Those who suffer from any type of cumulative trauma injury may require special treatment, as it can be hard to determine the true impact of the injury within the three-year time frame. In situations like these, it is important to contact a lawyer with significant FELA experience immediately. They are familiar with the system and can ensure that you receive the maximum amount owed as a result.

Are There Forms You Need to Fill Out?

Any railroad worker injured on the job is required to file an accident report with their employer and the federal government. This report must set out the circumstances surrounding the injury in as much detail as you can recall. Never fill out this form while you are in intense pain, under the influence of medication, or in shock. The contents of the form can be used against you in court, so be sure you are of sound mind when you complete it.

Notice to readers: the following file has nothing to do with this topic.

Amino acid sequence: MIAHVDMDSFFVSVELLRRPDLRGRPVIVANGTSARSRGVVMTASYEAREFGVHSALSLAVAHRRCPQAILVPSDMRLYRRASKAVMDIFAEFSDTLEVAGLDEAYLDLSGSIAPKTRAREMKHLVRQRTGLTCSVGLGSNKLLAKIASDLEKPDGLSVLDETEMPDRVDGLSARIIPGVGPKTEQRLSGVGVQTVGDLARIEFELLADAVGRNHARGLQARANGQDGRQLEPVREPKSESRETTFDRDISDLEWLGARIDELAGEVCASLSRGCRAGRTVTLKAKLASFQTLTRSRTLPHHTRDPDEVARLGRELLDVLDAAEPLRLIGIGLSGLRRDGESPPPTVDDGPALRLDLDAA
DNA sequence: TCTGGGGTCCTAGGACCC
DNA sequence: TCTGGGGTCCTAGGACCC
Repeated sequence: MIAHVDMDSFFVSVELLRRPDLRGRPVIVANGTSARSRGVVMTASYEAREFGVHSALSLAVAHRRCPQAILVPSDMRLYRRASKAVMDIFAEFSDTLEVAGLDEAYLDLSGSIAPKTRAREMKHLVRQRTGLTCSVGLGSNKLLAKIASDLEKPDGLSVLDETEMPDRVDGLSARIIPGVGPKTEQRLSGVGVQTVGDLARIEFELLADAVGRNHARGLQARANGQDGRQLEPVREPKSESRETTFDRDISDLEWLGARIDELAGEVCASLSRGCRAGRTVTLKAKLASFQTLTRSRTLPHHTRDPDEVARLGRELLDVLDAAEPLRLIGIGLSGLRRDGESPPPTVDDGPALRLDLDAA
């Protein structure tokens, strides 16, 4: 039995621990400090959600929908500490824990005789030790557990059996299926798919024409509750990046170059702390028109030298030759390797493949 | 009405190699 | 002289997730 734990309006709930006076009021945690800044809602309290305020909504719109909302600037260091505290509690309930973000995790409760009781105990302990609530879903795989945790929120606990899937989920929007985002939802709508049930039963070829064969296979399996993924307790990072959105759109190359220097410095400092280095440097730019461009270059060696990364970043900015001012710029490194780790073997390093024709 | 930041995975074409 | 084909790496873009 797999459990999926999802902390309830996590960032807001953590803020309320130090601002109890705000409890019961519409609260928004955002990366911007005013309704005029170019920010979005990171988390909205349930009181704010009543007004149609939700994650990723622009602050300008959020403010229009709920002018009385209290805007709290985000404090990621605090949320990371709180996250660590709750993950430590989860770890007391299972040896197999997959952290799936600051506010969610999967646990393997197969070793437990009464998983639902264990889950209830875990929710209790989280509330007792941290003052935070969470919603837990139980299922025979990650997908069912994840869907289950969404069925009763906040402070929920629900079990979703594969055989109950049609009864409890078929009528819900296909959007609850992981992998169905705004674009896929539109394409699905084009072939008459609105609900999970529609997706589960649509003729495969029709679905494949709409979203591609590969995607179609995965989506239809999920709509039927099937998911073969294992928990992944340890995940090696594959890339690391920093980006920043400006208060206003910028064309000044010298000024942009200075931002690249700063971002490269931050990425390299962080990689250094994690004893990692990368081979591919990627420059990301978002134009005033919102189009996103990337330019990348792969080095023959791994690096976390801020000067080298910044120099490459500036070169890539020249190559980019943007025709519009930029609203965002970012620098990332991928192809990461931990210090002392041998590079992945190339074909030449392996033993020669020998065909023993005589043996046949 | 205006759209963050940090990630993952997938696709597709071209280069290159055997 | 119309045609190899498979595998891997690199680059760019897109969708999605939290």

The paperwork involved in filing a claim can be confusing. It asks for numerous details and information, some of which may seem irrelevant or repetitive. If you are having trouble with the forms, consider hiring legal counsel to start assisting you at this early stage. Lawyers are bound by professional obligation to help you complete the forms to the best of their ability. If you hire a FELA lawyer, you can benefit from expert advice, ensuring your forms are accepted the first time you file. While you can ask a friend or family member for help, they cannot provide the kind of expert advice a lawyer can.

Do You Have to Speak with Your Employer?

Railroad workers who are injured on the job are under no obligation to speak with their employer or to provide any type of statement about the event. Depending on your collective bargaining agreement or employment contract, you may have to speak with a supervisor or union representative about your anticipated time off, especially if you do intend to return to work when you heal.